Author: Kevlin Henney
Publisher: O'Reilly, 2010
Aimed at: Practising programmers
Reviewed by: Alex Armstrong
The 97 Things series presents a well-chosen collection of short essays in a highly accessible way. There is plenty to interest every programmer here.
I approached this book with a prejudice. I've previously not been convinced by the concept summed up elsewhere on iProgrammer as a boolog - that is making a book by amassing material that is freely accessible on the Internet. However, this book succeeds by all the criteria that make us all cling to materials in printed book format even though electronic documents have a lot of advantages. It's portable - this is a slim volumeand easy to slip into your carry pack and its short items can easily be read between stops on the metro. It's sharable - many of the essays are fun to read to the point where you'll want to pass them on to colleagues; and it's got a shelf life - some contributions are for the novice programmer but many are at an advanced level and of these some make you think "I must come back to that when needed".
As part of a series this book has a formula to follow. The general rule is for two pages per entry with lots of white space making most contributions between 500 and 700 words. However, the format isn't slavishly followed enabling longer contributions to be accommodated. Every contribution has the author's photo included title - all but one that is and the cartoon face of the exception stands out on the cover as well as in the Contributors biographies listed at the end.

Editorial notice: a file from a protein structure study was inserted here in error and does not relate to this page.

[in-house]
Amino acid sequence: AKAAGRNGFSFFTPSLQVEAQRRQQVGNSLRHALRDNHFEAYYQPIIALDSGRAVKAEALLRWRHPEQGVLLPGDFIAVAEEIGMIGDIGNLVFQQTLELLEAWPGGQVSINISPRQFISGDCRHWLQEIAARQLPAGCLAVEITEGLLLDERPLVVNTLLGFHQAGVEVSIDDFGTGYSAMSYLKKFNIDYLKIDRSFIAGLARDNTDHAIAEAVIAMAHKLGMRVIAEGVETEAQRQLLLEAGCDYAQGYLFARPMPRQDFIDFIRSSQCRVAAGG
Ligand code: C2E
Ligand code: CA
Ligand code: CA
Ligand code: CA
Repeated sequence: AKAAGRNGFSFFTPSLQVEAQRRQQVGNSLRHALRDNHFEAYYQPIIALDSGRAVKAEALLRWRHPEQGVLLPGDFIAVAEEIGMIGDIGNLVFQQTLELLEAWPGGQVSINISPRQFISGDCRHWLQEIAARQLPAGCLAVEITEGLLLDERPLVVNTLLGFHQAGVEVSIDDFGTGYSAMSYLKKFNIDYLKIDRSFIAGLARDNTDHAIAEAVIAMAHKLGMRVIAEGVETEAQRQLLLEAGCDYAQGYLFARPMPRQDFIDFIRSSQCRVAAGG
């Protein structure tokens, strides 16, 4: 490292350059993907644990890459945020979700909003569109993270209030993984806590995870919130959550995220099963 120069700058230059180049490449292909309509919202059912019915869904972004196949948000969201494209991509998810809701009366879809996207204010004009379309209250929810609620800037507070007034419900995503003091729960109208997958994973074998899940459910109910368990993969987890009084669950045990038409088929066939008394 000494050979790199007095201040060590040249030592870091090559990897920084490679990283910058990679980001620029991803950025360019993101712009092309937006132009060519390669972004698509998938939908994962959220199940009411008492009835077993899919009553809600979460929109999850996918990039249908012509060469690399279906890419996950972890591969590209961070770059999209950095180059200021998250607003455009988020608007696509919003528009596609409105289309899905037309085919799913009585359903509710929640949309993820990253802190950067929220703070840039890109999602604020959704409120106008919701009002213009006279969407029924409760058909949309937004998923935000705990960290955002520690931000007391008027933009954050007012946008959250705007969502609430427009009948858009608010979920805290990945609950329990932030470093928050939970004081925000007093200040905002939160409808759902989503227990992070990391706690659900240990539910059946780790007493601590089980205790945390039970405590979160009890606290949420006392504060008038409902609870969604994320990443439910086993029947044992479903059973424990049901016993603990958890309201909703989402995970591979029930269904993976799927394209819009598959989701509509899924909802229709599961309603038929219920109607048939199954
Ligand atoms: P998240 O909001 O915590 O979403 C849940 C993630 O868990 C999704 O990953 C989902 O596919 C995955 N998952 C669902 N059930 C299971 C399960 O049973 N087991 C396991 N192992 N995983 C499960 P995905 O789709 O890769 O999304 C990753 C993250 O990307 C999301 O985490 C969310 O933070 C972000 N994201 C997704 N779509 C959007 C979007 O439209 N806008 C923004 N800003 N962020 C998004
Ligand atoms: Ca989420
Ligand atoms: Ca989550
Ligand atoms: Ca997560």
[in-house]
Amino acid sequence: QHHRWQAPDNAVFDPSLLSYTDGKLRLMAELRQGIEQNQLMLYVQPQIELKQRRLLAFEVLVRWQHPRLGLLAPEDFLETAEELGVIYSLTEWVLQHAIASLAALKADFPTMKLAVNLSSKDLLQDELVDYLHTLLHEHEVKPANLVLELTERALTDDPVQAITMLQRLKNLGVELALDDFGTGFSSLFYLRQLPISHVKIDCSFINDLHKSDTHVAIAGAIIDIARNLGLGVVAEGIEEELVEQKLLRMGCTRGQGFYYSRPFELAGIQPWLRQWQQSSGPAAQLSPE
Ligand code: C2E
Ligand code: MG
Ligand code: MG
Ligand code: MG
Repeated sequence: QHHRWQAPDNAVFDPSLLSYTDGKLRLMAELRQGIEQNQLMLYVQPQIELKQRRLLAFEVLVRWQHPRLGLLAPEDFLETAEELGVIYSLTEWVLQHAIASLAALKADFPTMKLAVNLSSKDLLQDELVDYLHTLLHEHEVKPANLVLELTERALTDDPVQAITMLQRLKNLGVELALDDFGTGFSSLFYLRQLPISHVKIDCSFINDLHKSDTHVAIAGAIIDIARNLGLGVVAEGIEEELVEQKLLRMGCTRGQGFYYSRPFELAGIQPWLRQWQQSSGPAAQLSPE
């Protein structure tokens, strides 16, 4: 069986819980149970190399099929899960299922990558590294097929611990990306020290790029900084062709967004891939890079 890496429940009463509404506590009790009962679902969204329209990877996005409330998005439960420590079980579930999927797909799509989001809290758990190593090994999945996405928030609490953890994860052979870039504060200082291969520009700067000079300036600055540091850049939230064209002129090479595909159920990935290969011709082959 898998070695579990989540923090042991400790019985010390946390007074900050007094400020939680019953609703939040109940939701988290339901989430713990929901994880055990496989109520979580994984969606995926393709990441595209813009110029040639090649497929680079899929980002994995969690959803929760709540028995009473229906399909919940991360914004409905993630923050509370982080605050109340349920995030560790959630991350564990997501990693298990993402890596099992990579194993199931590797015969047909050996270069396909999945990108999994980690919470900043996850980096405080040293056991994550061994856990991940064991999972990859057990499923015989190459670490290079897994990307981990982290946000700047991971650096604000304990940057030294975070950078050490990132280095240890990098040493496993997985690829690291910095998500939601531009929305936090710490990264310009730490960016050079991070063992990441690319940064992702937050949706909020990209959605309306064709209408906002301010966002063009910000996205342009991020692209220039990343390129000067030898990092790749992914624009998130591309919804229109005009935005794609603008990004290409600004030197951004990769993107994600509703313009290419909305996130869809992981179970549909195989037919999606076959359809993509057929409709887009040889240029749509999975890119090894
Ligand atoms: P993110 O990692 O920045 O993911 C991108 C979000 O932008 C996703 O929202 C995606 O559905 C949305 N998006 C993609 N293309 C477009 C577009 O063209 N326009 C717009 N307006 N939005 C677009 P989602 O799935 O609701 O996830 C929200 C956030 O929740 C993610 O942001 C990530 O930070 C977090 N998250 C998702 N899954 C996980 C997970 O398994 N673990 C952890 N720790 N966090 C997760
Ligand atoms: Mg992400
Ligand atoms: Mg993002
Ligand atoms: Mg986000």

Searchability is often cited as the advantage electronic documents have over printed ones but this book takes pains to make its content findable. While the contributors list is arranged alphabetically on first name the index has a complete list (under biographies) arranged by surname. The essays are also arranged alphabetically by title, but to make it possible to locate the advice you might want there is also a Contributions by Category list in which an essay can be included multiple times if it touches on more than one topic. There are nineteen categories from Bugs and Fixes; Build and Deployment; through Professionalism, Mindset and Attitude; Programming Languages and Paradigms; to Simplicity; Teamwork and Collaboration; Test, Testing and Testers; Tools, Automation, and Development Environments; Users and Customers. The index is also useful for locating specific topics.
So far in my reading the essays have all repaid the effort, but I'm not going to fall into the trap of choosing the gems as it all depends on the reader. If you are a book-loving programmer buy the book. There is now a Kindle version, but as the above sample indicates it lacks the features that I value in a book and is frustruting if you want to know who the contributors are - for this information you can visit its website.
Other reviews of this series:
97 Things Every Software Architect Should Know Rated 1/5 by Ian Elliot who explains:
the authors don't really seem to have a clear idea what software architecture actually is. If you read this book you will be exposed to comments on leading a team, people management, project management, attitudes towards life the universe and everything.
Many of the essays are short homilies that basically say - do your best, try harder or some other brainless and easy to spout aphorism.
97 Things Every Project Manager Should Know - Rated 2/5 summed up by:
Some pearls of wisdom but mostly obvious and trite